15. These days, criticizing the United States’ involvement in Vietnam is popular. Maybe fighting Communism was the right thing to do after all, even though the U. S. lost, and despite the corruption of the South Vietnamese government. When I read things such as this, I can’t help but wonder if more could not have been done. Yet it is never easy, as we see even today.

  16. JKnott says:

    «If My requests are heeded, Russia will be converted and there wilt be peace. If My requests are not granted, Russia will spread her errors throughout the world, causing wars and persecutions of the Church. The good will be martyred, the Holy Father will have much to suffer, various nations will be annihilated.» – Our Lady of Fatima

  17. bookworm says:

    Frankly, if some of you are right about serious persecution coming, I am so NOT ready for it it’s pathetic. I haven’t converted a single soul to the faith (can’t even get my own husband on board), plus I’m getting up in years, and have both a disabled spouse and a handicapped child totally dependent on me with no way to protect them from any of this. I really don’t know what the heck I am going to do if it comes to that.

    But I digress. On a brighter note…

    The commitment of Vietnamese Catholics to their faith is incredible and inspiring. Vietnamese Catholics in the U.S. and even from overseas have a HUGE gathering every August called “Marian Days” that draws about 70,000 to 80,000 participants, including large numbers of Vietnamese clergy, to the grounds of a former seminary in Carthage, Missouri. You read that right — attendance consistently runs in the high five figures.

    According to Rocco Palmo’s “Whispers in the Loggia” blog, Marian Days is the second biggest Catholic gathering of ANY kind in the United States (second only to a gigantic Our Lady of Guadalupe feast day celebration near Chicago that draws about 200,000). Yet it gets very little if any notice even in the Catholic press. Unless you are a Catholic of Vietnamese heritage or live in southwest Missouri, you probably have never heard of it. I know I hadn’t until I saw it mentioned in “Whispers”.

    Carthage, by the way, is a few miles northeast of Joplin. Although the festival site is outside of the area devastated by the May 22 tornado, the disaster is bound to have an impact on this year’s event as many festival attendees patronized hotels, restaurants, etc. in Joplin that have now been destroyed. Perhaps the convergence of two suffering communities aiding one another will finally bring Marian Days the notice that it deserves this year.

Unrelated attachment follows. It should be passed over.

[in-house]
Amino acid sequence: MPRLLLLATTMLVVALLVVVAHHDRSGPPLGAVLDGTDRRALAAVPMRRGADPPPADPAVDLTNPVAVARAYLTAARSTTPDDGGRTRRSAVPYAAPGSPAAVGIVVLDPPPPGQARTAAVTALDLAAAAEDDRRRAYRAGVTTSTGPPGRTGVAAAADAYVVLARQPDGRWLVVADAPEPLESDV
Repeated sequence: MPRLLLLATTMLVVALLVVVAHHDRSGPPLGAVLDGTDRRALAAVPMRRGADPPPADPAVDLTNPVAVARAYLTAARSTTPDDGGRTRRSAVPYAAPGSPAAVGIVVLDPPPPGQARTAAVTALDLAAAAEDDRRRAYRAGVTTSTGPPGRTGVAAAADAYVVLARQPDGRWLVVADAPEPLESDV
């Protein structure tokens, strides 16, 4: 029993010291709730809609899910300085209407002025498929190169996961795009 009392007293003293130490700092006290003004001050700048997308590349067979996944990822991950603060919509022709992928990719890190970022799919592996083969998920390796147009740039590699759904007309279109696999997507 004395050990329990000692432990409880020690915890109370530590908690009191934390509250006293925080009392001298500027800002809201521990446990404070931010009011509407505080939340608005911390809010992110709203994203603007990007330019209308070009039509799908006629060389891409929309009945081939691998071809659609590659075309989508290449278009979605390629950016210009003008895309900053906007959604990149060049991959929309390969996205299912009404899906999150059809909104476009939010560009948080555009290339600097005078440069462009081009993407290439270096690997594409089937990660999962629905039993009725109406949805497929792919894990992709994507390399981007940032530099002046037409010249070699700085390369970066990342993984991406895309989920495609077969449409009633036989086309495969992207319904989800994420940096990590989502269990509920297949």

18. Stephen D says:

    I have just read a very well researched book (Trial, Tribulation and Triumph) written by a Catholic theologian and reliant only on Scripture, Tradition, approved apparitions and the writings of Saints and Beati. If the writer’s thesis is correct, then martyrdom is going to be ‘on offer’ to many European Catholics very soon and especially priests. The book, written in the 90′s, states that (unless heroic amounts of sacrifice and prayers are offered to prevent it) there will, in a short time, be civil wars in France and Italy, spreading throughout Europe causing the Russians to take the opportunity to invade along with some Islamic nations followed by the assassination of a Pope and the violent suppression of Catholicism. All ending by the direct intervention of God and the introduction of Our Lady’s promised ‘era of peace’. This would have all seemed quite far-fetched in the 90′s but, with the economic woes in Greece spreading throughout Europe, it seems a fairly good bet at the moment.

  19. Patti Day says:

    bookworm, You may very well be in the process of aiding a conversion, of your husband, or those outside your immediate family, by your example. We never know whose heart may be moved closer to God by oberservation of the simple things we do daily.

    I, too, am not ready to die a brutal death, but I pray for the courage to do so if it should come to that. I feel hopeful, as someone who returned to the Catholic faith, that there are thousands upon thousands like me who are coming to realize that the Truth and meaning they so desperately seek in the secular world is here in our Catholic faith.

  20. joslire says:

    Vietnam was my second home for many years until 2010. The persecution is really though usually quite subtle.

    For instance, Duc Ba Cathedral in Saigon is next to a public park. During Holy Days the “authorities” will hold very loud, very irreverent Communist Party events in the park. Often it’d be virtually impossible to hear the priest say Mass.

    At one point I realized that I had a “watcher” who followed me into Mass. After some months police began visiting homes & businesses immediately after I left. This went on until I was eventually detained at SGN airport. After a few hours interrogation I was released & this never recurred that I’m aware.

    I cannot possibly know the truth of this assertion, but some of the priests are heretical & I believe are planted by the government to weaken the faith. I witnessed numerous sermons and Masses that were suspect. I don’t mean clown masses or such that we know of here, instead political sermons & blatant irreverence during the celebration.

    The government will claim that only 8~12% of the population are Catholic. I believe it much higher. Most of the religious & faithful are very strong in their faith and actions.